Monday, 25 February 2013

Amanda's Garden

Feed barrel wicking bed
A garden group I'm part of runs monthly garden visits.  During some fine weather at the start of February we made a visit to a relatively new garden in the south-west of Brisbane.  The garden hosts a variety of spices, fruit, herbs and vegetables and is also home to a small flock of chickens and ducks.  Stepping stones spell the names of all the family members and the kids' trampoline and cubby house form the enclosure and protection for the chickens which reflects how well the family works together and is included in garden.  Most things are imaginatively created from repurposed materials like the feed-barrel wicking beds and concrete sinks on their side for the ducks' nests.

It was a wonderful day to explore the garden, gather new ideas, chat about gardening in general and share seeds and plant cuttings with other members over a little home made morning tea (complete with home made wine and icecream tasting).  I was even fortunate enough to have the time to stay for lunch and sample some freshly baked bread.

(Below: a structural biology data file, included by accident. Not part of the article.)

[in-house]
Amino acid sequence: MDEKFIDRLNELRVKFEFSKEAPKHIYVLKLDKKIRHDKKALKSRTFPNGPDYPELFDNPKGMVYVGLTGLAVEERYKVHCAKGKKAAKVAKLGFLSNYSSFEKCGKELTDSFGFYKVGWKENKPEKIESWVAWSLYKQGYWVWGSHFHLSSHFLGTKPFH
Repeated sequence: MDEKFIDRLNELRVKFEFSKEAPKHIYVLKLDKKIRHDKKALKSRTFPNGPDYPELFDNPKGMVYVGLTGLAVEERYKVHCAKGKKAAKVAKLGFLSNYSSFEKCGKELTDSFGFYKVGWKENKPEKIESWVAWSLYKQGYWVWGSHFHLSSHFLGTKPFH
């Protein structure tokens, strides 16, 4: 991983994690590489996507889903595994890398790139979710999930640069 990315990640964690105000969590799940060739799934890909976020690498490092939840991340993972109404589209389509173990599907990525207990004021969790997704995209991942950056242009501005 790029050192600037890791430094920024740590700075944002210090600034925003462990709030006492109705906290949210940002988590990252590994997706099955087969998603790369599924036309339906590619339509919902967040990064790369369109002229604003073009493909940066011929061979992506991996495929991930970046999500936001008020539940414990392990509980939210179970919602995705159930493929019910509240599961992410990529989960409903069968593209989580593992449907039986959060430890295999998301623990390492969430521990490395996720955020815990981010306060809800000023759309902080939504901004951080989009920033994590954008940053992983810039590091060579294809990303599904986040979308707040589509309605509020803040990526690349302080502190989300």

Thank you Amanda and Mark for sharing your garden and food with us.
Beautiful lush rosellas

Bishop's cap chillies

An orange loaded with fruit

The ducks live under the citrus and help with keeping the weeds down and fertilising

Awesome biplane made from beer cans. The propeller works!
Herb hanging pots make a nice screen for the deck.  A pineapple steals the show in the middle.
Basil and a chilli bush with pumpkins quickly closing in
Home made stepping stones make a path around the banana and pawpaw (papaya) circle
Chickens in their safe pen, although the new hen managed to escape during the visit somehow
The raised beds will be converted to wicking beds due to water and nutrient leach from a nearby humongous fig tree (Ficus benjamina)

Friday, 22 February 2013

Mulling over mulberries